It didn’t take us long to get out of the piece of junk, and then I looked at the street side, and one bay door was completely caved in! I teach a class on how to buy an RV, and this heap was worse than any example I’ve ever given my students. It was junkyard material, as far as we were concerned.

As we were leaving, the seller called me on my cell phone, and was amazed that I wasn’t falling all over myself trying to get my checkbook out fast enough to complete the deal! I was born early in the morning, but it wasn’t early that morning!

Thought For The Day – He who dies with the most experiences wins.

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Nick Russell

World-Famous, New York Times Best Selling Author, and All-Around Nice Guy!

  10 Responses to “High Bridges And Con Artists”

  1. Anyone know if there’s an actual reason for building that bridge, or is this just a very expensive anti-terrorism/pork barrel project?

  2. We thought you might find the following list of bridge disasters interesting:


  3. Camping at Lake Meade NRA was one of our most memorable campsites.

  4. Bridges, man I hate bridges too! Last year we were in Washington headed south, I parked the 5er at the Long Beach Wa. 1000 trails. and took the truck to Astoria, Or. to the B. of A.

    None of my friends told me about the bridge at Astoria! OH JEEZ! By the time I realized what was happening, it was too late. Oh Man, I though I was going to have a heart attack!

    I hate that bridge!

    Keep up the good work


  5. Nick and Terry,
    Well, at least you had a nice drive and saw a beautiful animal! Now you have a new horror story to tell in your class!

  6. Did you happen to take photos to show in your classes?

  7. Very interesting on the con artists. We are actually checking out all the ads online also. One such ad reminded me of your blog I had read earlier this morning. First, they needed to sell because the daughter was going to college. About 3 paragraph links down was another reason for selling. Their daughter needed brain surgery. I bet neither reason was true. They probably just forgot to erase one.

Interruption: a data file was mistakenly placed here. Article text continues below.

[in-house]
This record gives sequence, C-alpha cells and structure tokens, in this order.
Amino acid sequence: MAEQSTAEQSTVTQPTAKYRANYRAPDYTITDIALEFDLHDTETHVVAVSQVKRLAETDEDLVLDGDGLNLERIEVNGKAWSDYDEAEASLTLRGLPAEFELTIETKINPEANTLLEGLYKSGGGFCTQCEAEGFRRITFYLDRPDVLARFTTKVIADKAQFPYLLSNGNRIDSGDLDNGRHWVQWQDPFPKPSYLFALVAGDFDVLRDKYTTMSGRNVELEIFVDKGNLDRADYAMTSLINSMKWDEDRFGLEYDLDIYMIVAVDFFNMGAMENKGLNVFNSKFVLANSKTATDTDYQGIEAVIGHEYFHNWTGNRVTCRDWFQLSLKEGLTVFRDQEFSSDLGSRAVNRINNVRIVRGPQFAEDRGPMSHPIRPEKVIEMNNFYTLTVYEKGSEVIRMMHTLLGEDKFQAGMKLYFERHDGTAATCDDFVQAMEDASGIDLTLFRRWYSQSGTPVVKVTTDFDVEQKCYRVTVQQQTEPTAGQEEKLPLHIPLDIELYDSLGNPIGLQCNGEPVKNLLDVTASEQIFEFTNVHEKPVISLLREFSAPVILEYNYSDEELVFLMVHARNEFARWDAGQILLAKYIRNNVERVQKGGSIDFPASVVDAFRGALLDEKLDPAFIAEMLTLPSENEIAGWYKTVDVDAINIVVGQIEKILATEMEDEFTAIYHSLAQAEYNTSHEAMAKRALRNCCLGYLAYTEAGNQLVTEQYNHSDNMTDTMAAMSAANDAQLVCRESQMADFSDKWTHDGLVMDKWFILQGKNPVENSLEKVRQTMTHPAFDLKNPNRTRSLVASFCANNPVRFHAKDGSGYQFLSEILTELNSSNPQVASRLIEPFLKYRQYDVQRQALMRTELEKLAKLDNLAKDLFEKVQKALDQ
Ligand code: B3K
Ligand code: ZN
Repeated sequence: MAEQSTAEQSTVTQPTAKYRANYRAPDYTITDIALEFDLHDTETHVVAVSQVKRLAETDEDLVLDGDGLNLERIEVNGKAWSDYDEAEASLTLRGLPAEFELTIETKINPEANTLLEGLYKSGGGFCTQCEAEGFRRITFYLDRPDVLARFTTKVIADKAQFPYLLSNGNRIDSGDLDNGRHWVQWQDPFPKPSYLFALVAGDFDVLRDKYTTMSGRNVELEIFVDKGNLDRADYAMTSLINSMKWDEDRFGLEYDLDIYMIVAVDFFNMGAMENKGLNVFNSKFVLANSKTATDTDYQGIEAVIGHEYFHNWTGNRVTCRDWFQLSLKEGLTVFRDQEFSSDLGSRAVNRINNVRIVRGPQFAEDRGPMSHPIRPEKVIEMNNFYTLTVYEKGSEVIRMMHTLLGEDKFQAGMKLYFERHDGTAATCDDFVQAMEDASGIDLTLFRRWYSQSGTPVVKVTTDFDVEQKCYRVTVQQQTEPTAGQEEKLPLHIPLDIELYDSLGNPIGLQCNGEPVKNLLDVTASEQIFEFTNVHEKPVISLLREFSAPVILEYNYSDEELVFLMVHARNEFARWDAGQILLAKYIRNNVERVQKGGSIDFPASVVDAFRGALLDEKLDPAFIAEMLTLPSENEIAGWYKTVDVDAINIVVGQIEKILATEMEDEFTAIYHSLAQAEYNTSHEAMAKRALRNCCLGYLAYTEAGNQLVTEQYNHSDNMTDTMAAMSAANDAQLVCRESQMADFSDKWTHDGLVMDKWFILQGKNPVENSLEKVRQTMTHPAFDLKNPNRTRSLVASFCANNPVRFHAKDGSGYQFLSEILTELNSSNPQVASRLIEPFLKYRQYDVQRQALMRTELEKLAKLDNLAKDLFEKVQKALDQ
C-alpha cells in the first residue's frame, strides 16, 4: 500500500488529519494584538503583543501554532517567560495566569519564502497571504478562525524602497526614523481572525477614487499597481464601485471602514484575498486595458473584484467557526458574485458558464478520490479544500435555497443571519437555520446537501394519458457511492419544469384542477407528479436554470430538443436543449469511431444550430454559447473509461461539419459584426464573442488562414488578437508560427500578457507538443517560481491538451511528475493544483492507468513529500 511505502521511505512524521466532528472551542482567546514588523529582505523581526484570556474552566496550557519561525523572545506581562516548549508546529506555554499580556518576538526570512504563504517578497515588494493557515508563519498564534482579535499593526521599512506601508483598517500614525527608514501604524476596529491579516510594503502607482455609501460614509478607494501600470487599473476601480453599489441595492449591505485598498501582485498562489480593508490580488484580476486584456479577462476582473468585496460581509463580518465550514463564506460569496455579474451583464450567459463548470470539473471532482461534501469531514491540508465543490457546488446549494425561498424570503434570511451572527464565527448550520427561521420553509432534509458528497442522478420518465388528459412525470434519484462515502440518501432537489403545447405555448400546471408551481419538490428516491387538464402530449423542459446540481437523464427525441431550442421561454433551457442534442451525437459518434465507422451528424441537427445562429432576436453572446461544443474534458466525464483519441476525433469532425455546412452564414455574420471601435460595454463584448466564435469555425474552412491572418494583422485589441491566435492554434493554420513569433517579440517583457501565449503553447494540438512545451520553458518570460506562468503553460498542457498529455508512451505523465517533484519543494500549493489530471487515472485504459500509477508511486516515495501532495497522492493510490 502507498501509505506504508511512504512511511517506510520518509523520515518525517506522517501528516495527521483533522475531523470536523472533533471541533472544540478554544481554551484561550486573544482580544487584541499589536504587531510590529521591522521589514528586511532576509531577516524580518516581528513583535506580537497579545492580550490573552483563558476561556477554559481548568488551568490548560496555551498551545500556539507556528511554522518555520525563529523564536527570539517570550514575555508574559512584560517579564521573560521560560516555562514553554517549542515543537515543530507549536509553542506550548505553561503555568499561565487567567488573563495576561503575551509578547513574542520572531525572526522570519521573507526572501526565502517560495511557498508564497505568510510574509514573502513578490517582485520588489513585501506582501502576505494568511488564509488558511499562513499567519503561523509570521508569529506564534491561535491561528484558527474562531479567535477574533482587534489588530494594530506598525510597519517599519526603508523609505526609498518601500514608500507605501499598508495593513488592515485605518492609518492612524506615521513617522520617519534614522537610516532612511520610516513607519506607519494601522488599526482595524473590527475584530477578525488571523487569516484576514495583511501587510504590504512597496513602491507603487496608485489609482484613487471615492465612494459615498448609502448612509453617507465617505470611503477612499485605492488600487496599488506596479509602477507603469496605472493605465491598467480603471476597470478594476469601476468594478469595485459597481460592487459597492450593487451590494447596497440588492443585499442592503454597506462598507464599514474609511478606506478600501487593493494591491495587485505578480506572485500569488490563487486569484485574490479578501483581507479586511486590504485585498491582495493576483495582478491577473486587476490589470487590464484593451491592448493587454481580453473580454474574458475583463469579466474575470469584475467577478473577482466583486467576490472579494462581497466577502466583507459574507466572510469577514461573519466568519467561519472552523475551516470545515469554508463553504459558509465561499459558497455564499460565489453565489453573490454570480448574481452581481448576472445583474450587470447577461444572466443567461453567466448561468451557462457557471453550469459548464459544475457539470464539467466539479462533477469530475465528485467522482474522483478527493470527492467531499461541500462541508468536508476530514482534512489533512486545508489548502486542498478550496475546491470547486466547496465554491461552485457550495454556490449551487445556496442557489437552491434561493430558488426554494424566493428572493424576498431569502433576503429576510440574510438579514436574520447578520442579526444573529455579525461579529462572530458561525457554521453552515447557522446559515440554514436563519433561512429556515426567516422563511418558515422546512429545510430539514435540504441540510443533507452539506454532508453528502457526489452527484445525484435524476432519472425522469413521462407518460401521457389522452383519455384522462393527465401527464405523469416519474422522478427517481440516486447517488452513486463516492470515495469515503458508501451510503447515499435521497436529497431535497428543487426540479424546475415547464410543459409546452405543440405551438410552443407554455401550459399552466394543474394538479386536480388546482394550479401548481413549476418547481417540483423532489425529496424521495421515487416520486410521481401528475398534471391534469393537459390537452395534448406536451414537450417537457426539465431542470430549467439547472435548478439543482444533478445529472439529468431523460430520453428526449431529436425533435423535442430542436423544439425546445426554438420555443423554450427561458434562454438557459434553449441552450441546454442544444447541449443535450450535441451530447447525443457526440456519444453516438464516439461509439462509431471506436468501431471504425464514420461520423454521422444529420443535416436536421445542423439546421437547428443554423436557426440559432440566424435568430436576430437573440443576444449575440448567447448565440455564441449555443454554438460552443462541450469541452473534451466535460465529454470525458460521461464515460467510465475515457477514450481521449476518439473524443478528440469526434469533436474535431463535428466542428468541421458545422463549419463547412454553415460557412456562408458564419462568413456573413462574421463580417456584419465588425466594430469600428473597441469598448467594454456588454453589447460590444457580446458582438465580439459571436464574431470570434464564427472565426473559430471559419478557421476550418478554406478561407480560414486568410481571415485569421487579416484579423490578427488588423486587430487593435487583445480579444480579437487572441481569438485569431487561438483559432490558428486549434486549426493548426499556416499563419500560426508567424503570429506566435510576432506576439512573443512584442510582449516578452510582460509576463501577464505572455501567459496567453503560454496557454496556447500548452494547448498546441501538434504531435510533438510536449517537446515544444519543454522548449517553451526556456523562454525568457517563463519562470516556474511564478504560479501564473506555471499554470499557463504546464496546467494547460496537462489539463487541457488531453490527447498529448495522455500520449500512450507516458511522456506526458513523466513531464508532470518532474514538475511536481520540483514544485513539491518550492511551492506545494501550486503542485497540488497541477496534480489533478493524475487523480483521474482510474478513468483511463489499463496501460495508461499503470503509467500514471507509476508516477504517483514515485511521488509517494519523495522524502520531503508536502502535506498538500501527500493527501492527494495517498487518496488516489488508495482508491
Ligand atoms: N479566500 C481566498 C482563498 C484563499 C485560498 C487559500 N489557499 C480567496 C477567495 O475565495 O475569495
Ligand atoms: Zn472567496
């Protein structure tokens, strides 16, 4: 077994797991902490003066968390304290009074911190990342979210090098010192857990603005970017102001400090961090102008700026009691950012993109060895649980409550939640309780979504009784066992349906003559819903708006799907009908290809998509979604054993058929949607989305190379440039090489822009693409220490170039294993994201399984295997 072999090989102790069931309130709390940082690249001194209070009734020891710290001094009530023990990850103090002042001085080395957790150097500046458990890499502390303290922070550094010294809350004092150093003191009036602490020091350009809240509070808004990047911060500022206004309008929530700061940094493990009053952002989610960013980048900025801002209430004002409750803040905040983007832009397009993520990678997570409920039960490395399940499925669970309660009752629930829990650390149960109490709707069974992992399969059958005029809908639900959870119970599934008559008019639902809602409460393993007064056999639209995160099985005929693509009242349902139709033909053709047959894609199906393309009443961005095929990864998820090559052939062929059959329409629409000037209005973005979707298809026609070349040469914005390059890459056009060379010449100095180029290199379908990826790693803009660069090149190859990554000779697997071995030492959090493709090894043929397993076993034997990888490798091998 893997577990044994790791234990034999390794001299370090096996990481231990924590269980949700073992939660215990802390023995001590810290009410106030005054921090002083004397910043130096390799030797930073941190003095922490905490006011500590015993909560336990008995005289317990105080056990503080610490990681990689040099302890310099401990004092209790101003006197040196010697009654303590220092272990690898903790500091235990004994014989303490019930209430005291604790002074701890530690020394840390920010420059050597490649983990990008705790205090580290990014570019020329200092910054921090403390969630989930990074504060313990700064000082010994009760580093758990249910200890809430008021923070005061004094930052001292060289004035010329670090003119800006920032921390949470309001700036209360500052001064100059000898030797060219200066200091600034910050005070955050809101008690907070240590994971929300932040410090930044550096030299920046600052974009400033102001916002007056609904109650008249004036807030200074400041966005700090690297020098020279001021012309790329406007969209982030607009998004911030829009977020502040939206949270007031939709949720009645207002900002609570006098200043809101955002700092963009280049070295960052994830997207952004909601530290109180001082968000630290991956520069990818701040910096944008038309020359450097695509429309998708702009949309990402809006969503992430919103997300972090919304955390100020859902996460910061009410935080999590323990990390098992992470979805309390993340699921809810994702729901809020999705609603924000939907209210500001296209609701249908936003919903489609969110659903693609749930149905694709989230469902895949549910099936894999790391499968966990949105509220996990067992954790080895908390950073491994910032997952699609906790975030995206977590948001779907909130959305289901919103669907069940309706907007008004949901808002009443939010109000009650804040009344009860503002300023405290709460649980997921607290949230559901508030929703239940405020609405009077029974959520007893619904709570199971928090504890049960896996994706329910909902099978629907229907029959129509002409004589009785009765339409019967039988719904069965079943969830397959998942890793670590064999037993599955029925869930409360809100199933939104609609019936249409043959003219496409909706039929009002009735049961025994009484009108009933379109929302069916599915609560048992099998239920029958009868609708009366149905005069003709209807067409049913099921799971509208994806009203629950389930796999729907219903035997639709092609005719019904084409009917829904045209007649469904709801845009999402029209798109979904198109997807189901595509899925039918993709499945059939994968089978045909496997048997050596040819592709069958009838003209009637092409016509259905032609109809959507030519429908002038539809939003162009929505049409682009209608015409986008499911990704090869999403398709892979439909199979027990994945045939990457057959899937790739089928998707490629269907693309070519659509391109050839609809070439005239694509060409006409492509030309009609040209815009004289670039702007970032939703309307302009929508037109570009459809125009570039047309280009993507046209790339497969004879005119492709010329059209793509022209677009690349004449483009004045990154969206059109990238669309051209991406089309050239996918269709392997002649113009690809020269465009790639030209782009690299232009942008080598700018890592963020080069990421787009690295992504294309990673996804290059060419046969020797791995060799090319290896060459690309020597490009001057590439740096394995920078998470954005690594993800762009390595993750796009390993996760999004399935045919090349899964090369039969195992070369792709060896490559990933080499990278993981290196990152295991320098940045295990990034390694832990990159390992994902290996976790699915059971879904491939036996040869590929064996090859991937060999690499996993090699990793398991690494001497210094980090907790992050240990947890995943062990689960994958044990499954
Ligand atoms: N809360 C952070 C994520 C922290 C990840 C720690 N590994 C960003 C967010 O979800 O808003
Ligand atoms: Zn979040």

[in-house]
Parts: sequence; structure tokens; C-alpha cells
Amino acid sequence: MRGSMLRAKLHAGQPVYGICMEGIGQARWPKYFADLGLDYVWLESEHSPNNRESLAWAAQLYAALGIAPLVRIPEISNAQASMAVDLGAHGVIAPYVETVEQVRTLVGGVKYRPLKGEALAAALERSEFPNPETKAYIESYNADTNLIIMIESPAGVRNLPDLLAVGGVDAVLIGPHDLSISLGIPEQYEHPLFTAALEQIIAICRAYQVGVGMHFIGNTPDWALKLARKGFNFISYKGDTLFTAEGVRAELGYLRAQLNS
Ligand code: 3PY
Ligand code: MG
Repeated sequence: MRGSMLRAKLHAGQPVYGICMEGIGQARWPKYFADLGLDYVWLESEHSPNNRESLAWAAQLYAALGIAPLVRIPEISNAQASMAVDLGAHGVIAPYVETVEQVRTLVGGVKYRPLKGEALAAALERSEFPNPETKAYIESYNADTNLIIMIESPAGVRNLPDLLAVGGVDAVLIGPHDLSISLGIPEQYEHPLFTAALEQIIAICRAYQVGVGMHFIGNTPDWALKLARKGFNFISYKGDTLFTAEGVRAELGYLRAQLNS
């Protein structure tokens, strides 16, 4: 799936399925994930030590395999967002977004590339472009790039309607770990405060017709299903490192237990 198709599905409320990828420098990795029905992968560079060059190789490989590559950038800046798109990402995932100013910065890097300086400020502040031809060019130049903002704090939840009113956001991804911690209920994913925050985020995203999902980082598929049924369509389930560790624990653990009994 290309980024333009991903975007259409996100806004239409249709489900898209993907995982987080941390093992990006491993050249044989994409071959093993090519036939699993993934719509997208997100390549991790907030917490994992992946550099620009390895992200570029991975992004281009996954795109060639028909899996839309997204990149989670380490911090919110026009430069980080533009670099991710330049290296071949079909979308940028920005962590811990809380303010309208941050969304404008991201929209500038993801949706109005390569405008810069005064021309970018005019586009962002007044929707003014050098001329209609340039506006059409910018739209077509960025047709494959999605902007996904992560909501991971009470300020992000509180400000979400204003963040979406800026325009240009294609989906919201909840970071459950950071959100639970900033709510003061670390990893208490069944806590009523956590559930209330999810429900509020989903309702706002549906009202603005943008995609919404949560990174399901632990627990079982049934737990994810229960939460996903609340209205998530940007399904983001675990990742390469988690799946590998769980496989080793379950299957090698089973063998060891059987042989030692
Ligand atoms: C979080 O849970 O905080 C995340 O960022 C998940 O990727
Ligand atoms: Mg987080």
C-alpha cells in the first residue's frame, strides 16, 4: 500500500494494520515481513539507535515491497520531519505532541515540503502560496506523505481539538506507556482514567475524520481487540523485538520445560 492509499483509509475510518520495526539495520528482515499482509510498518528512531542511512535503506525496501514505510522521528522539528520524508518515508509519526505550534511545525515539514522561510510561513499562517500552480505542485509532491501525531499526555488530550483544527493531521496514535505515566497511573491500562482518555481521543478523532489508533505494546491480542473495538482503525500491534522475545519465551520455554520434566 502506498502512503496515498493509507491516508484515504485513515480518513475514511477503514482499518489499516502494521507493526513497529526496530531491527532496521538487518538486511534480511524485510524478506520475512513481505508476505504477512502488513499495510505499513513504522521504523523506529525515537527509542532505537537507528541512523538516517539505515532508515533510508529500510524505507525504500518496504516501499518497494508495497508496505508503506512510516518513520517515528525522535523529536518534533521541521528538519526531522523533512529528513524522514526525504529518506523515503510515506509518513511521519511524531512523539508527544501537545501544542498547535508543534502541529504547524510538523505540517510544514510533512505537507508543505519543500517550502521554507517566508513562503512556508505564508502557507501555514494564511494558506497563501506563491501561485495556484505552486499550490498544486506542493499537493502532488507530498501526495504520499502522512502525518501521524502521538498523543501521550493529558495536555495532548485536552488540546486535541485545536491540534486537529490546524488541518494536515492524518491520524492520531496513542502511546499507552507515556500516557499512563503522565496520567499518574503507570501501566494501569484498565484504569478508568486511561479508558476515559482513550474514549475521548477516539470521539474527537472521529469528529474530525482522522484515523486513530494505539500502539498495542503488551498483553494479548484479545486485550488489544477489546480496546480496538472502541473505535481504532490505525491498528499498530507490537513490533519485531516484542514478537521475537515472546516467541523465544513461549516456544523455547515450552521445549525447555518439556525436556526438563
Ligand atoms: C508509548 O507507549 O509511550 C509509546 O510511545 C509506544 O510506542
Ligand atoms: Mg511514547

8. I was going to warn you about the Astoria-Megler bridge between Oregon and Washington, if you still planned on being on the Oregon Coast this summer, but I see where John Ponstler already did. Personally, I love that bridge and the views it provides, but, especially going from Astoria to Washington, it is very steep and curved. I lived in an apartment under the west end of it when it was being built and have crossed it many times and boated under it many times when fishing the Columbia River. You will enjoy kayaking the area for sure. Good luck, but be aware of crossing the bridge if you’re vexed by such things. Or just close your eyes, let Miss Terry drive and get you past the high arch and then enjoy 5 miles driving just above the river.

  9. At one time, back in the late 1970s, I owned newspapers in both Long Beach, WA and Astoria, OR. I drove across the Astoria Bridge literally hundreds of times in cars, pickups, vans, and even on my motorcycle, often several times a day. But the first time we approached the bridge in Astoria in a motorhome, I said “No way!” and drove 75 miles inland to cross the Columbia River at a much lower bridge, and then drove 75 miles back to Long Beach!

  10. I love bridges, but the Huey P. Long bridge across the Mississippi near New Orleans is one that will pucker your a–hole. Two NARROW LANES hung on each side of a very long railroad tressle up a couple of hundred feet off of the river. The last few times we went over it this winter it was down to one lane in each direction with baricades blocking the inside lane.
    Looking forward to seeing you in Missouri in May. I get a lot of strange looks when I wear my Gypsy gathering t-shirt from Ohio.
    Jim and Linda Mossman